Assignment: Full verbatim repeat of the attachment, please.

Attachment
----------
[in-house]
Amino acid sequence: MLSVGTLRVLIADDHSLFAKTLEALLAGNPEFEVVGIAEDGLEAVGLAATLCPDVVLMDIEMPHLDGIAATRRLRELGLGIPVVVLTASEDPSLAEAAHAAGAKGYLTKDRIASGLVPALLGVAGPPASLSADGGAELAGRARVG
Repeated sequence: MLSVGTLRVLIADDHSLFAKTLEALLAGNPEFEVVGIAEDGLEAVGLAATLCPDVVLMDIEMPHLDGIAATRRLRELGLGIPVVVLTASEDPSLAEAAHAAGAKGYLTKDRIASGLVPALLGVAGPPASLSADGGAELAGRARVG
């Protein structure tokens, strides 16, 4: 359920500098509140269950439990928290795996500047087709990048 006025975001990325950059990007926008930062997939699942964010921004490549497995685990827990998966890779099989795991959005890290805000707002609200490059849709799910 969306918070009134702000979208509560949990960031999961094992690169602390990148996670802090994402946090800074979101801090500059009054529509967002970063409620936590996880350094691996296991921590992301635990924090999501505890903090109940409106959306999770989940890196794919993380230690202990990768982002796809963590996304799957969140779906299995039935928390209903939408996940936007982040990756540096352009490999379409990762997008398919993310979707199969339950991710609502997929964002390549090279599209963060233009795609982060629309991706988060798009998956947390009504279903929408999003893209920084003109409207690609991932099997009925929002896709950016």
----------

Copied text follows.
[in-house]
Amino acid sequence: MLSVGTLRVLIADDHSLFAKTLEALLAGNPEFEVVGIAEDGLEAVGLAATLCPDVVLMDIEMPHLDGIAATRRLRELGLGIPVVVLTASEDPSLAEAAHAAGAKGYLTKDRIASGLVPALLGVAGPPASLSADGGAELAGRARVG
Repeated sequence: MLSVGTLRVLIADDHSLFAKTLEALLAGNPEFEVVGIAEDGLEAVGLAATLCPDVVLMDIEMPHLDGIAATRRLRELGLGIPVVVLTASEDPSLAEAAHAAGAKGYLTKDRIASGLVPALLGVAGPPASLSADGGAELAGRARVG
């Protein structure tokens, strides 16, 4: 359920500098509140269950439990928290795996500047087709990048 006025975001990325950059990007926008930062997939699942964010921004490549497995685990827990998966890779099989795991959005890290805000707002609200490059849709799910 969306918070009134702000979208509560949990960031999961094992690169602390990148996670802090994402946090800074979101801090500059009054529509967002970063409620936590996880350094691996296991921590992301635990924090999501505890903090109940409106959306999770989940890196794919993380230690202990990768982002796809963590996304799957969140779906299995039935928390209903939408996940936007982040990756540096352009490999379409990762997008398919993310979707199969339950991710609502997929964002390549090279599209963060233009795609982060629309991706988060798009998956947390009504279903929408999003893209920084003109409207690609991932099997009925929002896709950016």